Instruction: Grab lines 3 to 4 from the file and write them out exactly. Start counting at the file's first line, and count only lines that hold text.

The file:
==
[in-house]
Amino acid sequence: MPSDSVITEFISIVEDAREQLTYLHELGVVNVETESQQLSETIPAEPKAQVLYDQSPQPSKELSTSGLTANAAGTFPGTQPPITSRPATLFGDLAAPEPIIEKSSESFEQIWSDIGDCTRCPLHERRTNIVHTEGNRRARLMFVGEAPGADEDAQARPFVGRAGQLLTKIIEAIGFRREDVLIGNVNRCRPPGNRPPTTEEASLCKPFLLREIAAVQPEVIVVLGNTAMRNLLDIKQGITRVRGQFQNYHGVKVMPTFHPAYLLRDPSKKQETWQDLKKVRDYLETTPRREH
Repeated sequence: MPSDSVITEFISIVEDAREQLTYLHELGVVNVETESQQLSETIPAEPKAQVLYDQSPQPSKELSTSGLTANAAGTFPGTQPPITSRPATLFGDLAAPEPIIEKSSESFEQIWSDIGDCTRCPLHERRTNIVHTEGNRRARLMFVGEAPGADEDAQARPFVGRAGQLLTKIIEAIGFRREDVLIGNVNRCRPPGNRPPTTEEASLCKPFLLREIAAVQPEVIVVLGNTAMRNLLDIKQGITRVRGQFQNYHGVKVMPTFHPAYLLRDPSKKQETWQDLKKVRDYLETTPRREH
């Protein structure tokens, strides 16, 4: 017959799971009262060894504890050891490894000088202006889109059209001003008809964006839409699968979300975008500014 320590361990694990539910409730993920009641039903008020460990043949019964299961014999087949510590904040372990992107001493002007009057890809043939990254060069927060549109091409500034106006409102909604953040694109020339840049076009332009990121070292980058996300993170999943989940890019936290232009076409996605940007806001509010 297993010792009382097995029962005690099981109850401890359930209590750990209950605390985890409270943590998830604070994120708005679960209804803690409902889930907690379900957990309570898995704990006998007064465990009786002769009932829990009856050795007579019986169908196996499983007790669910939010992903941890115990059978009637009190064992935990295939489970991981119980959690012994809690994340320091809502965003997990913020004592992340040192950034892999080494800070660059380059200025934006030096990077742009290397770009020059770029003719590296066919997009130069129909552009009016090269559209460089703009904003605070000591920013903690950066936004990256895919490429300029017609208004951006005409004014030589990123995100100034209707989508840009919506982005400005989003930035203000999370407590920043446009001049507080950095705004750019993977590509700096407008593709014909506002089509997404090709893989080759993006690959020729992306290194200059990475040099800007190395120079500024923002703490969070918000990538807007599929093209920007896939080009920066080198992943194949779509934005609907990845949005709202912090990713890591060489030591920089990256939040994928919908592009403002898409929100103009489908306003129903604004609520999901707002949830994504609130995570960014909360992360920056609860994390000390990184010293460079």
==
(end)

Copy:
Repeated sequence: MPSDSVITEFISIVEDAREQLTYLHELGVVNVETESQQLSETIPAEPKAQVLYDQSPQPSKELSTSGLTANAAGTFPGTQPPITSRPATLFGDLAAPEPIIEKSSESFEQIWSDIGDCTRCPLHERRTNIVHTEGNRRARLMFVGEAPGADEDAQARPFVGRAGQLLTKIIEAIGFRREDVLIGNVNRCRPPGNRPPTTEEASLCKPFLLREIAAVQPEVIVVLGNTAMRNLLDIKQGITRVRGQFQNYHGVKVMPTFHPAYLLRDPSKKQETWQDLKKVRDYLETTPRREH
């Protein structure tokens, strides 16, 4: 017959799971009262060894504890050891490894000088202006889109059209001003008809964006839409699968979300975008500014 320590361990694990539910409730993920009641039903008020460990043949019964299961014999087949510590904040372990992107001493002007009057890809043939990254060069927060549109091409500034106006409102909604953040694109020339840049076009332009990121070292980058996300993170999943989940890019936290232009076409996605940007806001509010 297993010792009382097995029962005690099981109850401890359930209590750990209950605390985890409270943590998830604070994120708005679960209804803690409902889930907690379900957990309570898995704990006998007064465990009786002769009932829990009856050795007579019986169908196996499983007790669910939010992903941890115990059978009637009190064992935990295939489970991981119980959690012994809690994340320091809502965003997990913020004592992340040192950034892999080494800070660059380059200025934006030096990077742009290397770009020059770029003719590296066919997009130069129909552009009016090269559209460089703009904003605070000591920013903690950066936004990256895919490429300029017609208004951006005409004014030589990123995100100034209707989508840009919506982005400005989003930035203000999370407590920043446009001049507080950095705004750019993977590509700096407008593709014909506002089509997404090709893989080759993006690959020729992306290194200059990475040099800007190395120079500024923002703490969070918000990538807007599929093209920007896939080009920066080198992943194949779509934005609907990845949005709202912090990713890591060489030591920089990256939040994928919908592009403002898409929100103009489908306003129903604004609520999901707002949830994504609130995570960014909360992360920056609860994390000390990184010293460079």